Millennium Post

Thousands rally in Seoul demanding President’s ouster

Hundreds of thousands of people flooded Seoul’s streets on Saturday demanding the resignation of President Park Geun-hye amid an explosive political scandal, in what may be South Korea’s largest protest since it shook off dictatorship three decades ago.

Police said about 260,000 people turned out for the latest mass rally against Park, whose presidency has been shaken by suspicion that she let a shadowy longtime confidante manipulate power from behind the scenes.

Protest organisers estimated the crowd at 1 million.

Waving banners and signs, a sea of demonstrators jammed streets stretching about a kilometre from City Hall to a large square in front of an old palace gate for several hours, roaring and applauding to speeches calling for Park’s ouster.

Protesters also marched on a road in front of the palace gate and near the Blue House, the mountainside presidential office and residence, carrying candles, blowing horns and banging drums, while shouting “Park Geun-hye, resign!” 

Bae Dong-san, a 45-year-old man, said Park’s government has “worsened the living conditions of workers, completely messed up state governance and monopolised state affairs with her secret inner circle.”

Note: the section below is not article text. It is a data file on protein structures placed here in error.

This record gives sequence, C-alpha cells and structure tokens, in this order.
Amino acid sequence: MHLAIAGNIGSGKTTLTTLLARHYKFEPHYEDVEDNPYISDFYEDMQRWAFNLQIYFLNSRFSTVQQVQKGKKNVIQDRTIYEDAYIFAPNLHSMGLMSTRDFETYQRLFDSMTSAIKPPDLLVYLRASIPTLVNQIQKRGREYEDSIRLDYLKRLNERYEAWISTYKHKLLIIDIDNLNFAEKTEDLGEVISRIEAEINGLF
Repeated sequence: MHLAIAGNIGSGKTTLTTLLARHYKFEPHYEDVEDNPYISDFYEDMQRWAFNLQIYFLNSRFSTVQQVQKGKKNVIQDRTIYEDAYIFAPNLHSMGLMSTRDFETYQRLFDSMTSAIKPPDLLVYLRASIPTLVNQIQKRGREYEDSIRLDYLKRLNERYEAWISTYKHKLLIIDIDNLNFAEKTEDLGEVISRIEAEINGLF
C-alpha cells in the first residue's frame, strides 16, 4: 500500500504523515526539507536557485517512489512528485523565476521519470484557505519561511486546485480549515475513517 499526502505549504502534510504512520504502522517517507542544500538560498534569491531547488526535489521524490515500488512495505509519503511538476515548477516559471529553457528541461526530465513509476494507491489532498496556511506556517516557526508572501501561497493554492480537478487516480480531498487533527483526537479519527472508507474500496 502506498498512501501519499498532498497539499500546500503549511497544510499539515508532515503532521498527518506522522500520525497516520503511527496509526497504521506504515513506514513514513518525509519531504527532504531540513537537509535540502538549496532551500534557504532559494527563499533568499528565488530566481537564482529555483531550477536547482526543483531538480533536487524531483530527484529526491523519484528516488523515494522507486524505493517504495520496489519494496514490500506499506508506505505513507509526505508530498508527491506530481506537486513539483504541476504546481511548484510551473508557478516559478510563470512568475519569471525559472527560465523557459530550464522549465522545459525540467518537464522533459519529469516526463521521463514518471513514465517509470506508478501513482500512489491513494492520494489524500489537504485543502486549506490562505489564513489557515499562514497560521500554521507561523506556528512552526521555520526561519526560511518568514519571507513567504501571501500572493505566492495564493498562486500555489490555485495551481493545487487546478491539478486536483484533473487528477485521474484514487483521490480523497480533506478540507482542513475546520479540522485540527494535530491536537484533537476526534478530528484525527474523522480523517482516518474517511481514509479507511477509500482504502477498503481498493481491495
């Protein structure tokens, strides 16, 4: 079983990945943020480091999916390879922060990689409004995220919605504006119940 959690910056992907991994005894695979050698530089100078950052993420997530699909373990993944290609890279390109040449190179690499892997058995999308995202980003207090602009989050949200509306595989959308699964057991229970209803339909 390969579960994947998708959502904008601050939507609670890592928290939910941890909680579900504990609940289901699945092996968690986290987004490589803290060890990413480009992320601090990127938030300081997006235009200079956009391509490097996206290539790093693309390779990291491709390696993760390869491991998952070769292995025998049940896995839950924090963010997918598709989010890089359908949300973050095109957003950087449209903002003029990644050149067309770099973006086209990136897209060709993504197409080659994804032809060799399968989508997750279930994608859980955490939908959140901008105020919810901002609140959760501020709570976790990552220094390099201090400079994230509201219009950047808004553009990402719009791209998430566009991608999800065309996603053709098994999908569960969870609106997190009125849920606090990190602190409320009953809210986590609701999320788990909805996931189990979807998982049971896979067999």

“It feels much better to shout together with many other people,” he said.

Despite rising public anger, opposition parties have yet to seriously push for Park’s resignation or impeachment over fears of triggering a backlash from conservative voters and negatively impacting next year’s presidential election.

However, they have threatened to campaign for Park’s resignation if she doesn’t distance herself from state affairs.

The protest on Saturday was the largest in the capital since June 10, 2008, when police said 80,000 people took part in a candlelight vigil denouncing the government’s decision to resume US beef imports amid mad cow fears.

Organisers estimated that crowd at 700,000. In the summer of 1987, millions rallied in Seoul and other cities for weeks before the then-military government caved in to demands for free presidential elections.

Train and express bus tickets to Seoul were difficult to get from some areas Friday evening and Saturday morning, with the protest reportedly drawing tens of thousands of people from other cities.

“I have never been interested in politics and I don’t even have a TV at home ... but unbelievable things have been happening and I came out today because I didn’t want to feel defeated as a South Korean citizen,” said Cho Jong-gyu, who took a five-hour bus ride from the small southern island of Geoje to participate in the rally, where he quietly held a cardboard sign calling for Park to resign.
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